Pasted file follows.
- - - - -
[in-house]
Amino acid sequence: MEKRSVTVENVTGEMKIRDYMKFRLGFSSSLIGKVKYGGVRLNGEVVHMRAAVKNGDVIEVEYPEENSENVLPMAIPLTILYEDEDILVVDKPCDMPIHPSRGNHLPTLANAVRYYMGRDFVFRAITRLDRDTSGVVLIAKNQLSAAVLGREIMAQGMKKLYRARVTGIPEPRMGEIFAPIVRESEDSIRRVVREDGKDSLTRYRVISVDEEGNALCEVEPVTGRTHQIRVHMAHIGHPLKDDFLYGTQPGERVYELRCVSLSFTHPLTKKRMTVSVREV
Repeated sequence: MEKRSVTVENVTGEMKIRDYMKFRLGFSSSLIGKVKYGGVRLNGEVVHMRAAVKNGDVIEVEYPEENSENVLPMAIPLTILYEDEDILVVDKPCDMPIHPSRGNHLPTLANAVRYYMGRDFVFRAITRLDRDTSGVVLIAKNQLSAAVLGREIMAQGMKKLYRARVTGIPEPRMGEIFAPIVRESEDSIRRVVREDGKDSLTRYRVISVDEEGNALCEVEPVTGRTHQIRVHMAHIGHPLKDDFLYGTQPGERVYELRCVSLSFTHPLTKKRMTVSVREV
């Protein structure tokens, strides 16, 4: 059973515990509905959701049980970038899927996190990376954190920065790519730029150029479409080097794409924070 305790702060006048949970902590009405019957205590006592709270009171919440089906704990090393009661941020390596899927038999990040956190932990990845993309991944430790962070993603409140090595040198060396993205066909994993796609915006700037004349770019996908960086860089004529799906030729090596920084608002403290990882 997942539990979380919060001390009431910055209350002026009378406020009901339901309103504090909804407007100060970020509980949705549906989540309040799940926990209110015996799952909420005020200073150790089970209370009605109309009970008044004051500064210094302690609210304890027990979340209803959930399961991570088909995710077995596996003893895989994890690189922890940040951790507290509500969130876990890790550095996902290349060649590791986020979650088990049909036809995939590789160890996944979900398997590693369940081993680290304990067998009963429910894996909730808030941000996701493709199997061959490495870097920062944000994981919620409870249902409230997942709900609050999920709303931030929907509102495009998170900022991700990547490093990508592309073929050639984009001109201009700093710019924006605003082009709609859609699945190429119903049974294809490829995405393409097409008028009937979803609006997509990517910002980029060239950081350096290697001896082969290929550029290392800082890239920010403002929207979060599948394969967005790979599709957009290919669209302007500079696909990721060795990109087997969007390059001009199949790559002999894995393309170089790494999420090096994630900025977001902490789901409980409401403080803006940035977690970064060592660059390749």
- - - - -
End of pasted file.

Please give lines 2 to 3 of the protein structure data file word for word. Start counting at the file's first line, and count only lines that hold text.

Amino acid sequence: MEKRSVTVENVTGEMKIRDYMKFRLGFSSSLIGKVKYGGVRLNGEVVHMRAAVKNGDVIEVEYPEENSENVLPMAIPLTILYEDEDILVVDKPCDMPIHPSRGNHLPTLANAVRYYMGRDFVFRAITRLDRDTSGVVLIAKNQLSAAVLGREIMAQGMKKLYRARVTGIPEPRMGEIFAPIVRESEDSIRRVVREDGKDSLTRYRVISVDEEGNALCEVEPVTGRTHQIRVHMAHIGHPLKDDFLYGTQPGERVYELRCVSLSFTHPLTKKRMTVSVREV
Repeated sequence: MEKRSVTVENVTGEMKIRDYMKFRLGFSSSLIGKVKYGGVRLNGEVVHMRAAVKNGDVIEVEYPEENSENVLPMAIPLTILYEDEDILVVDKPCDMPIHPSRGNHLPTLANAVRYYMGRDFVFRAITRLDRDTSGVVLIAKNQLSAAVLGREIMAQGMKKLYRARVTGIPEPRMGEIFAPIVRESEDSIRRVVREDGKDSLTRYRVISVDEEGNALCEVEPVTGRTHQIRVHMAHIGHPLKDDFLYGTQPGERVYELRCVSLSFTHPLTKKRMTVSVREV